The number of comments left on last week's essay tells me that plenty of people are as interested in this topic as I am.
One of the people who offered his thoughts was Will Mistretta. Will posted a fuller response on his own blog, "It's OK; Gary Sent Us." I don't mean to pick on Mr. Mistretta, because I think he raised some interesting points. I'd like to borrow a few of them as jumping-off points for today.
But I guess two things come to mind:
1. 4E's reception and marketplace performance are completely, 110% WotC's responsibility (or fault, if you don't feel like being charitable). The audience did not do the product a disservice by not being willing to overlook its lack of quality and fidelity to the D&D tradition. Rather, it's the product that let the audience down.
2. One man's "hooliganism" or "attacking" is another's "honest, passionate disagreement" or "sincere attempt at dialog/debate."
I don't believe in attacking players of a particular game, either. But is that really a that common a problem, or are some defensive fans engaging in the classic geek fallacy of equating criticism of their hobbies to criticism of their persons?
I take no issue with the first part of point 1. D&D is WotC's product, and its success or failure in the market is wholly WotC's responsibility. If bad word-of-mouth becomes a problem, it's up to WotC to counteract that with positive marketing. That effort was only partly successful with 4E, but it imparted some important lessons that will be invaluable in the D&D Next playtest and rollout. (History, of course, is filled with examples of lessons that were obsolete by the time their teachings were brought into play.)
As to the second part of point 1, whether 4E lacked "quality and fidelity to the D&D tradition" or "let the audience down," those are subjective evaluations. Clearly a lot of people feel that way. I don't begrudge them their opinion, and no one else should, either. I like some editions better than others, too. There are a few RPGs that I passively dislike, meaning that they don't appeal to me and I have no interest in playing them. There are none that I actively dislike, meaning that I revile them, consider them a knife in the gut, or think the world would be a better place if they'd never been published. No game--not even an international soccer match--merits a riot, whether it's in the streets or on your computer. I nearly added a YMMV at the end of that statement, but thought better of it; it should stand as an absolute.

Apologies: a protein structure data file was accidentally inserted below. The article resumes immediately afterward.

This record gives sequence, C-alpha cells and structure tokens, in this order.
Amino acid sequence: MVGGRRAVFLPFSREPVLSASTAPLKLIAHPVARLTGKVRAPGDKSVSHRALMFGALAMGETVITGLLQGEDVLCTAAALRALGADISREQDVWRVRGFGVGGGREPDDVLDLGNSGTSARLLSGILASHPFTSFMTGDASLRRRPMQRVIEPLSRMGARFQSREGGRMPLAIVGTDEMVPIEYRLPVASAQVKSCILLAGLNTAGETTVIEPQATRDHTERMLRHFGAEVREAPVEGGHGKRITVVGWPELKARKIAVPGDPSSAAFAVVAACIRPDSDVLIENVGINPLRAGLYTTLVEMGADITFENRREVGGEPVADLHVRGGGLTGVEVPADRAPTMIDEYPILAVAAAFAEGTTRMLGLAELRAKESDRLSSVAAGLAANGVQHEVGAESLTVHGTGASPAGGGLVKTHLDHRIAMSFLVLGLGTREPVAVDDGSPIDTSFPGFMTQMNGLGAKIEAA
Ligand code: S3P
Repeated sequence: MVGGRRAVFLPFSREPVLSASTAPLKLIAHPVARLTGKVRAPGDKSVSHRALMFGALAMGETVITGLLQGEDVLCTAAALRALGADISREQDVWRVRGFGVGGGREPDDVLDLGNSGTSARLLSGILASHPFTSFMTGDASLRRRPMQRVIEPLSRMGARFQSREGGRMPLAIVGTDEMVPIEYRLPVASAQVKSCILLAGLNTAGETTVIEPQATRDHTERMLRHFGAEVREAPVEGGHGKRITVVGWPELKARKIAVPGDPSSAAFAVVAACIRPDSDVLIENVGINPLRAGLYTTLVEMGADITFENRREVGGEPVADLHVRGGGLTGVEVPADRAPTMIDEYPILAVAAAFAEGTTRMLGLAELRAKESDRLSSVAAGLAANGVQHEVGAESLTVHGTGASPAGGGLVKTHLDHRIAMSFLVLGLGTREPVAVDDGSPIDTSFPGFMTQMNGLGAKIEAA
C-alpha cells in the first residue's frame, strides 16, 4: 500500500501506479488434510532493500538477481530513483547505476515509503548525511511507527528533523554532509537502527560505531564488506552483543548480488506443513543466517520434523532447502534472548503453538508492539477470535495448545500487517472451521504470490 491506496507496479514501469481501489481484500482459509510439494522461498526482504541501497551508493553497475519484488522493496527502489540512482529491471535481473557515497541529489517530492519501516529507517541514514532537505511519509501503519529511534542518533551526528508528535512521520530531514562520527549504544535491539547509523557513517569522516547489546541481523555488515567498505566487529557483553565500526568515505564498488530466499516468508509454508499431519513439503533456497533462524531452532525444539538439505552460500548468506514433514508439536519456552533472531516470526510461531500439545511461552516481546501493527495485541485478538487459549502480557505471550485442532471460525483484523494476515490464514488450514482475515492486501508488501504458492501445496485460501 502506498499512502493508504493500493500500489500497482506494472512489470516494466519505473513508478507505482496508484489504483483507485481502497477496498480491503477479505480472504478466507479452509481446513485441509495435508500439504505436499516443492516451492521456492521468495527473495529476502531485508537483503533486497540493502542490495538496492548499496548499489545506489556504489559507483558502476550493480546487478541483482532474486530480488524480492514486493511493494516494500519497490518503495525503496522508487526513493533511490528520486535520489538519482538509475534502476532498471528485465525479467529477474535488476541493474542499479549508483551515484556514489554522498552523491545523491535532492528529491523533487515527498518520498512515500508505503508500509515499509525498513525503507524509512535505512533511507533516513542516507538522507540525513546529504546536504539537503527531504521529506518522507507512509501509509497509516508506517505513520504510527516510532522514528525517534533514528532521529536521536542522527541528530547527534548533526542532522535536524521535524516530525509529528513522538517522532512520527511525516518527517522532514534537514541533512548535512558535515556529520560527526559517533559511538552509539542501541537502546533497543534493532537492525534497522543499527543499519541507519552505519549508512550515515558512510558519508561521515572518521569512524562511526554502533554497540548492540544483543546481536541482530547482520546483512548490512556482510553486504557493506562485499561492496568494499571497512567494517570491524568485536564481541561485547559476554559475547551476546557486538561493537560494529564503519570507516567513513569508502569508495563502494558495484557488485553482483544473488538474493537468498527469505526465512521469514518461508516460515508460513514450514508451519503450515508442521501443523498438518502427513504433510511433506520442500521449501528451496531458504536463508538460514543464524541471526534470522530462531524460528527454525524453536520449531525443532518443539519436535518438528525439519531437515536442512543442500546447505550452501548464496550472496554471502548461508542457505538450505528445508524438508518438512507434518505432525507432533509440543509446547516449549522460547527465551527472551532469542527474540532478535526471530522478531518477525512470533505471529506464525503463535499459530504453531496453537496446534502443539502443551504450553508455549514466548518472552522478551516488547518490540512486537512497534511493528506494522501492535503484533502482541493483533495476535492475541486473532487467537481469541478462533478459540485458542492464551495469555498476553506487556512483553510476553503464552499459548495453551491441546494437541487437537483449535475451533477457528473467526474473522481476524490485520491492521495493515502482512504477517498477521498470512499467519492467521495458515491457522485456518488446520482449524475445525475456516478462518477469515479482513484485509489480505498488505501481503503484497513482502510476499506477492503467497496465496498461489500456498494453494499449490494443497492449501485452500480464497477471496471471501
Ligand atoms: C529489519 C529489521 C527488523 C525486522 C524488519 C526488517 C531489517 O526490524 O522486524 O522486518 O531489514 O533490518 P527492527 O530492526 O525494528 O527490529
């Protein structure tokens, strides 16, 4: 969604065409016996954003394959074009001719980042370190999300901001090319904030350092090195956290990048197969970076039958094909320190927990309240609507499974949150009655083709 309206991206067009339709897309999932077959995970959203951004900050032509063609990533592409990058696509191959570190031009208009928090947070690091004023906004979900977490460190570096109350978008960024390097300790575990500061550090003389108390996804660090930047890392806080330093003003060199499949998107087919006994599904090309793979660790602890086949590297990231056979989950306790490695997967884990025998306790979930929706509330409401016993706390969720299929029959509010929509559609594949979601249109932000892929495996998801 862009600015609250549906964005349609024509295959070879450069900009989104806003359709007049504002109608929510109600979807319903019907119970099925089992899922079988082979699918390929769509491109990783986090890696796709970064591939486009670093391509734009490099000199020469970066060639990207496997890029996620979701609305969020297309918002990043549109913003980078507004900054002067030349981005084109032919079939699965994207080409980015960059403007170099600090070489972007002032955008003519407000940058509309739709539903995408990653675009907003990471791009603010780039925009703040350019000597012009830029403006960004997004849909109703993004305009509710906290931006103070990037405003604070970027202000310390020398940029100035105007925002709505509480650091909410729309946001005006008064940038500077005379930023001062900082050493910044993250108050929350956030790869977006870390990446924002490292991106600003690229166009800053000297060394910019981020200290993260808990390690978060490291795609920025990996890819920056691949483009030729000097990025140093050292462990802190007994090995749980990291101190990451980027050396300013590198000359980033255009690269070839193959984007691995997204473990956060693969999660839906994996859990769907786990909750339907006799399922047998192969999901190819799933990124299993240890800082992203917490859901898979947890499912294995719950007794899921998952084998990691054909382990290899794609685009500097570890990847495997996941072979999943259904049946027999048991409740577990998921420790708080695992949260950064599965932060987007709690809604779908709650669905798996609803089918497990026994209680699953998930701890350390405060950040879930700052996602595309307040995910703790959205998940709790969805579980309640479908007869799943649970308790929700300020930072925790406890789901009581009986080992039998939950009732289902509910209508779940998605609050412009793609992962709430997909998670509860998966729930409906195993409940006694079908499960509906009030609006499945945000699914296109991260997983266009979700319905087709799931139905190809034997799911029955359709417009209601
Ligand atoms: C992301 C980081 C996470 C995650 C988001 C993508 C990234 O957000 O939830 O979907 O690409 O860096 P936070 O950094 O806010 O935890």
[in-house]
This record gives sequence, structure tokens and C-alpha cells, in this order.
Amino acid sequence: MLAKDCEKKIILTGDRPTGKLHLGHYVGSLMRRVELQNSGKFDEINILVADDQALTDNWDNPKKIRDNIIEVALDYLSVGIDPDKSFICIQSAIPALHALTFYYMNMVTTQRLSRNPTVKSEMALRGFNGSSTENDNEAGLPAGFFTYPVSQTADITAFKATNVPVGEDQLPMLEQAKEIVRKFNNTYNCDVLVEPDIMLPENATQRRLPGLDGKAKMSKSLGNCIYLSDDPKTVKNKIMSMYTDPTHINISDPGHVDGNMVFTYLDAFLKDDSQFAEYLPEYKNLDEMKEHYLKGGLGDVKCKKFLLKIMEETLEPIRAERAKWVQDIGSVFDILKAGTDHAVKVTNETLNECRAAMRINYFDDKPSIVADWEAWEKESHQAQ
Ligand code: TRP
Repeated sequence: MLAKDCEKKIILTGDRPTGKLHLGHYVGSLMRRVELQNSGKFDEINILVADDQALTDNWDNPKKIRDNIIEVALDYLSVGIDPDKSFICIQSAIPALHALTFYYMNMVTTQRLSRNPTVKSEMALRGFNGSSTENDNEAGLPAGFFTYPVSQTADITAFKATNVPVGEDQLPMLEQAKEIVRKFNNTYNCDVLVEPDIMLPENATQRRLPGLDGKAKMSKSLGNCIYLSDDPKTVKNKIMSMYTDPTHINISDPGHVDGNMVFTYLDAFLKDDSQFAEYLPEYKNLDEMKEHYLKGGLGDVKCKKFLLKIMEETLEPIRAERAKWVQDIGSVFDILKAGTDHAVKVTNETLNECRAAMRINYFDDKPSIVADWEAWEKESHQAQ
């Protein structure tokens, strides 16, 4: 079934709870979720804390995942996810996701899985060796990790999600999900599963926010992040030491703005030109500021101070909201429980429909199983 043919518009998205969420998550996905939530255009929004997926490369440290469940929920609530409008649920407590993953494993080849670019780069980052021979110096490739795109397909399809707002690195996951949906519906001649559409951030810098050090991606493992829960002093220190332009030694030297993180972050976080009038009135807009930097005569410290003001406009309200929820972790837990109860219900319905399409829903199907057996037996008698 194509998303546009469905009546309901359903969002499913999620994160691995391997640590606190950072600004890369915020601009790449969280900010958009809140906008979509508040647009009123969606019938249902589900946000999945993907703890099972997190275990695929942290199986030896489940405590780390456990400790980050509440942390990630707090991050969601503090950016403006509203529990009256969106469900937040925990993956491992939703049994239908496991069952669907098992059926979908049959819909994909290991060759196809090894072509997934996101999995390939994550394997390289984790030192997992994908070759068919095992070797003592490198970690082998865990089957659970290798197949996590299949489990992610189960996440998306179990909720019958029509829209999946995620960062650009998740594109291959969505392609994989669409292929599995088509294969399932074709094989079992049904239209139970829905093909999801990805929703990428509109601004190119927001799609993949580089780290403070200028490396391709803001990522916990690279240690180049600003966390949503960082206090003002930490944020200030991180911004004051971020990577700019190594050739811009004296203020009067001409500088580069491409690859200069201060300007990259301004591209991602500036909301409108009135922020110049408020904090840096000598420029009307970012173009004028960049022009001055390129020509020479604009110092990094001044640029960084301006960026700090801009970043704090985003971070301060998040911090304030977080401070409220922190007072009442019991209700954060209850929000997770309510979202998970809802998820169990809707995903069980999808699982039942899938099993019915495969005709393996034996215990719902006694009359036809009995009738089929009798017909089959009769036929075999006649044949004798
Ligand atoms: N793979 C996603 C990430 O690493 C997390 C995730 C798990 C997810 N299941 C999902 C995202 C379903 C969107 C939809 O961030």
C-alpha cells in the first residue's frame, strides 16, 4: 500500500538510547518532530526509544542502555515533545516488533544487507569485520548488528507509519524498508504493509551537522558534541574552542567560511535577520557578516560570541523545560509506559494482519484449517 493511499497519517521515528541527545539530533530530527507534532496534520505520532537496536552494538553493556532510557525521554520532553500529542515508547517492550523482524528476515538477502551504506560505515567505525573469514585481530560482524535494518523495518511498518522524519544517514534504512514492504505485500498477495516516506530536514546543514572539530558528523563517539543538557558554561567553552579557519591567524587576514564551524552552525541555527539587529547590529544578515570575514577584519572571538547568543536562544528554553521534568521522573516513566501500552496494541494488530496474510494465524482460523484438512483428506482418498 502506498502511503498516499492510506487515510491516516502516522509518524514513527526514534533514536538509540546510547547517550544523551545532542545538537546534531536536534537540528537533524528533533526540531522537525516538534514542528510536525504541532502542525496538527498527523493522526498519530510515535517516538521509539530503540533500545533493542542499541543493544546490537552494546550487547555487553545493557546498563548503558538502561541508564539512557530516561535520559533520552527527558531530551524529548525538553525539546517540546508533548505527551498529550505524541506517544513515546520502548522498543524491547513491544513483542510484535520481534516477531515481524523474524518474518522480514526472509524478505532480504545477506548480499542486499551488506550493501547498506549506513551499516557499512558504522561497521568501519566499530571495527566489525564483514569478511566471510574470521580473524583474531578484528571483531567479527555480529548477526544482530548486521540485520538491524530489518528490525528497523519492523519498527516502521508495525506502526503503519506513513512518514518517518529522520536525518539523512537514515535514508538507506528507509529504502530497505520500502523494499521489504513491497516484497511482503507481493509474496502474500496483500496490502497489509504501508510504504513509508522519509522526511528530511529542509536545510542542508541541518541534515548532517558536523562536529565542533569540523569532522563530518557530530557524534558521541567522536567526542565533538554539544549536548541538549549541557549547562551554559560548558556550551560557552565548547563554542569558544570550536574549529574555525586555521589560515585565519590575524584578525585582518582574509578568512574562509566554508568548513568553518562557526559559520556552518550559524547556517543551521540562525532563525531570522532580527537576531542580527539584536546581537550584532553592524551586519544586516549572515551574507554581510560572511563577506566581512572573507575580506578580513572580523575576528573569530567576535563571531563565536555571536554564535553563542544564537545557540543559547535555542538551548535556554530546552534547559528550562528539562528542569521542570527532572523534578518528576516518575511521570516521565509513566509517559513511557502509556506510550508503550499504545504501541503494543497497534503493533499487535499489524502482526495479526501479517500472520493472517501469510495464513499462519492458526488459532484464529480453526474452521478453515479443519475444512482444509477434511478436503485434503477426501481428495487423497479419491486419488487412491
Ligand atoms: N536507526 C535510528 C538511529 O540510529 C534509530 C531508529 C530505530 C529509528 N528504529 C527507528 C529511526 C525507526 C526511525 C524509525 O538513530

"Passionate disagreement" is where we get into really interesting ground. I've read many variations of this argument: "The intensity of my response is just a reflection of my passion, and that passion should be appreciated by others." Let me rephrase it the way it plays in my head: "It's OK for me to be offensive and antagonistic, because I'm angry." To which I respond, "no, it's not OK."
As a fellow reader of an online forum, I'm not the source of your anger, but you're making me its target. If D&D Xe doesn't live up to your expectations, that isn't the fault of Conan_the_Beerbarian, HedgeGizzard, or Drizzt129 up to Drizzt953. Even if your fellow forumgoers and tweeters disagree with your opinion, that doesn't make them the cause of your frustration. Once that's acknowledged, it should be obvious that treating fellow roleplayers as if they are the problem won't get you anywhere.
If you're angry at Wizards of the Coast, then let them know. Call or send an email to customer service; the phone number and address are on the website. Send a tweet to the publisher, make a comment on their Facebook page, or even post in one of their forums about your dissatisfaction; social media are gaining validity as avenues for customer feedback, as long as the feedback is directed properly.
Just don't turn your disappointment with a product or your anger toward a publisher against fellow D&D players. That's where the line needs to be drawn.
Humans yearn to belong to groups. We identify ourselves by the groups we belong to; we congregate and take on the collective aspects of the group by dressing alike, talking alike, eating and drinking alike, watching the same TV shows, listening to the same music. We also define ourselves by the groups we're aligned against: mods vs. rockers; Coke vs. Pepsi; dog lovers vs. cat fanciers; Mac vs. PC; Star Wars vs. Star Trek. Most people will look at that list and think, "eh, so what. Nothing's wrong with some good-natured rivalry and ribbing." Such pairings seem innocuous to most of us, but every group includes a strident minority that wants nothing to do with members of the opposite party. Who gains from that situation? Dog lovers and cat fanciers have more in common as pet owners than they have in conflict. How much is lost when D&D players vs. D&D players winds up on that list?
I'll close by reiterating the two key points from my previous post. I support spirited debate, even argument, about the pluses and minuses of different games and editions. But when spirited debate crosses into malicious flaming and trolling, it tears us all down and harms the hobby as a whole. No publisher or game makes people act like jerks. The fans who engage in that sort of behavior are responsible for its negative effect and should be held to account for it by the rest of the community.